Thanks for the info Bvoelker. So according to the exerpt, in theory a Q rated tire should outlast a R or S rated tire? That is interesting, I know that the speed rating is important in sport cars but I never really thought about it for trucks.
 

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I have these tires. They work really well in mud and deep snow, but the tread is very soft. They wear evenly, but quick. The only reason I bought them was because they were $400 for all four, but I should have spent the extra money and bought a quality MT that was made in the US not China. These tires would be great for the smaller lighter Toyota 4x4's, Jeep, or the weekend wheeler, but for our heavy trucks and daily driving, they suck!
 

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Thanks for the info Derek. About how many miles do you have on them?
My first pair went for about a 2 years, which is about 15,000 miles for me. But having this automatic locker does not help with tread life, maybe without it you could get 20K miles, maybe 25K:( I probly have 8K on my pair right now and they are wearing. I don't know why I bought these again, stupid is as stupid does!:rolleyes:
 

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HAHAHA! That sucks DEREK! I learned to stay away from tires that are to cheap to be true. When I was at rescue rooter, I kept bugging the in house mechanic to put some knobby tires on my work van(the M.A.D.ness has no boundaries!) and finally he did. I loved how mean my work van looked and sounded where ever I went. Kitting the dirt roads in the work van had never been funner..... until....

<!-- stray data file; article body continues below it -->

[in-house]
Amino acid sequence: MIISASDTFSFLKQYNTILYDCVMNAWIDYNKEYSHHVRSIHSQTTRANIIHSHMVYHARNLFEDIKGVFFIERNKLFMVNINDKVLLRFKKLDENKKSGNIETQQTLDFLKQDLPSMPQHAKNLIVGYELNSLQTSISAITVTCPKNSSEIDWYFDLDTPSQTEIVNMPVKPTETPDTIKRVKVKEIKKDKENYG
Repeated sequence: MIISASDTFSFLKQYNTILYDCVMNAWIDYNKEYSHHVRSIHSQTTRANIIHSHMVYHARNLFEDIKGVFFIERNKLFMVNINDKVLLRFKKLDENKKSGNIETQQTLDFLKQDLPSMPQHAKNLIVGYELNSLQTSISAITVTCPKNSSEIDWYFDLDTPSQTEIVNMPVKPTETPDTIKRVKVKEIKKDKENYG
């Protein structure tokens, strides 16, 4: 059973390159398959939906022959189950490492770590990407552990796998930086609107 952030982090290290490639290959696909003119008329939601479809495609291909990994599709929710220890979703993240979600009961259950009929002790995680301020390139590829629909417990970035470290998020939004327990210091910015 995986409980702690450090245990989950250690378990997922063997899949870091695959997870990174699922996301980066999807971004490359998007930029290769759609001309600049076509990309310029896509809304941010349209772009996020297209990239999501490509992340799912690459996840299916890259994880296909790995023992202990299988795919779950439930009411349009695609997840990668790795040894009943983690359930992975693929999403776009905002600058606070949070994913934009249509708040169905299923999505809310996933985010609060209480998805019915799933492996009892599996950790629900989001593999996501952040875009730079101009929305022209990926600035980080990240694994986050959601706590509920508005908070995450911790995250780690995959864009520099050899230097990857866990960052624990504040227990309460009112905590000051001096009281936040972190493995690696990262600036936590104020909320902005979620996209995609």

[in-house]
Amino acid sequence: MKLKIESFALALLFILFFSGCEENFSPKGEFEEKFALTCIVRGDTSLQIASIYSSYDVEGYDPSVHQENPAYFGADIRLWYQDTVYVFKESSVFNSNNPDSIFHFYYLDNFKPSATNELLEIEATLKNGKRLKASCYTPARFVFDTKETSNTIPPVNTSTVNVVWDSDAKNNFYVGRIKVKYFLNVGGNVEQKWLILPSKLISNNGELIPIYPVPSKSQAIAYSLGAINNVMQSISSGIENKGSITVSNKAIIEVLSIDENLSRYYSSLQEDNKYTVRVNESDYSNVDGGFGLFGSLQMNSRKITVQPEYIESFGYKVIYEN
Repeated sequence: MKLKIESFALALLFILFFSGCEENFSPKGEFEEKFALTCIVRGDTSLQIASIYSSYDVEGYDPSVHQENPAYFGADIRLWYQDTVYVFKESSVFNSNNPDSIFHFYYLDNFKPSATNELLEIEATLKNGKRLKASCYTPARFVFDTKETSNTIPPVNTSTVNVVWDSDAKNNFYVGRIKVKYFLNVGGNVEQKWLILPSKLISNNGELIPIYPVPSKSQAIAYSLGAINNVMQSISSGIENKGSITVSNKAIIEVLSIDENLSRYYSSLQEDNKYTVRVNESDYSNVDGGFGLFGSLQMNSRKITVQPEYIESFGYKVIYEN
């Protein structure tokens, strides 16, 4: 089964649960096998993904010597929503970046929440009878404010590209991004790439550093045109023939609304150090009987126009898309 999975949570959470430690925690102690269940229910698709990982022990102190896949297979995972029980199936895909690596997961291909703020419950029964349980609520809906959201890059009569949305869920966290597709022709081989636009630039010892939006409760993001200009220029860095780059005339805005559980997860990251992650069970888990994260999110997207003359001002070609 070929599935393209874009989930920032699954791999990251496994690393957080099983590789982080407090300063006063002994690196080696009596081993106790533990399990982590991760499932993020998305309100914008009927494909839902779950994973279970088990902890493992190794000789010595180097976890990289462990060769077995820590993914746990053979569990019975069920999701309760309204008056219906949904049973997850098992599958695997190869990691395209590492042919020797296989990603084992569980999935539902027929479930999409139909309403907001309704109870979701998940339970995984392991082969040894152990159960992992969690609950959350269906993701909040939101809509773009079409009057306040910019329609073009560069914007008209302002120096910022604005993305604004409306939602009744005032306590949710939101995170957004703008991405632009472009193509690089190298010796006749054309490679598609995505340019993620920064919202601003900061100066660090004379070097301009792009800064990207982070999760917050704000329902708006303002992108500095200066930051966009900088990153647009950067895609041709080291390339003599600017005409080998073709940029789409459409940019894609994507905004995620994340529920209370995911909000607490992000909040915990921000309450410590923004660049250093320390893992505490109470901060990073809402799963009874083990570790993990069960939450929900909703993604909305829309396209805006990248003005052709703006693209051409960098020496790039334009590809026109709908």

One night coming back from a long day, I was on the freeway and noticed my steering wheel slowly tugging to the right, I was at about 70 and before I could really figure if it was uneven road or something bigger my van dropped to the rim and I saw 6' of tire tread fly off the right side of my van! Being in the fast lane meant this was not good! I got over safely and had to be towed back to the shop. The tires had maybe 5k miles and were rated for my van. Needless to say, those were the last ones the shop ever got.

I believe with a lighter vehicle it could be less risky, but the truth is lives are at stake on the highway and it simply isn't worth going cheap on some things.
RELOAD, you could check out some tires like mine, Yokohama Geaolandar AT-S, they are just a bit more $ than what you are looking at but better rated. I love mine, have at least 30k miles on and they don't really show it. I expect to get another 2ok out of them. They also have a mud tire if that's what you are into.
 

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Discussion Starter #14
Thanks for the help guys! I decided to heed your warnings and put a little bit more money up and go with the general graber at2's. From what I have gathered online they seem to be a pretty good tire for the money.
 

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Scary story Tundrunk, you never know how tires are made being pushed out of some shop in China! I should probly get rid of these things before I move down to Arizona. I'm having a hell of a time trying to get these tires to balance right too, and 700 miles of I-5 driving probly will not be safe either. Going on cragslist right now!!
 

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Look at the Cooper Zeon LTZ's.... made in the good ole US and A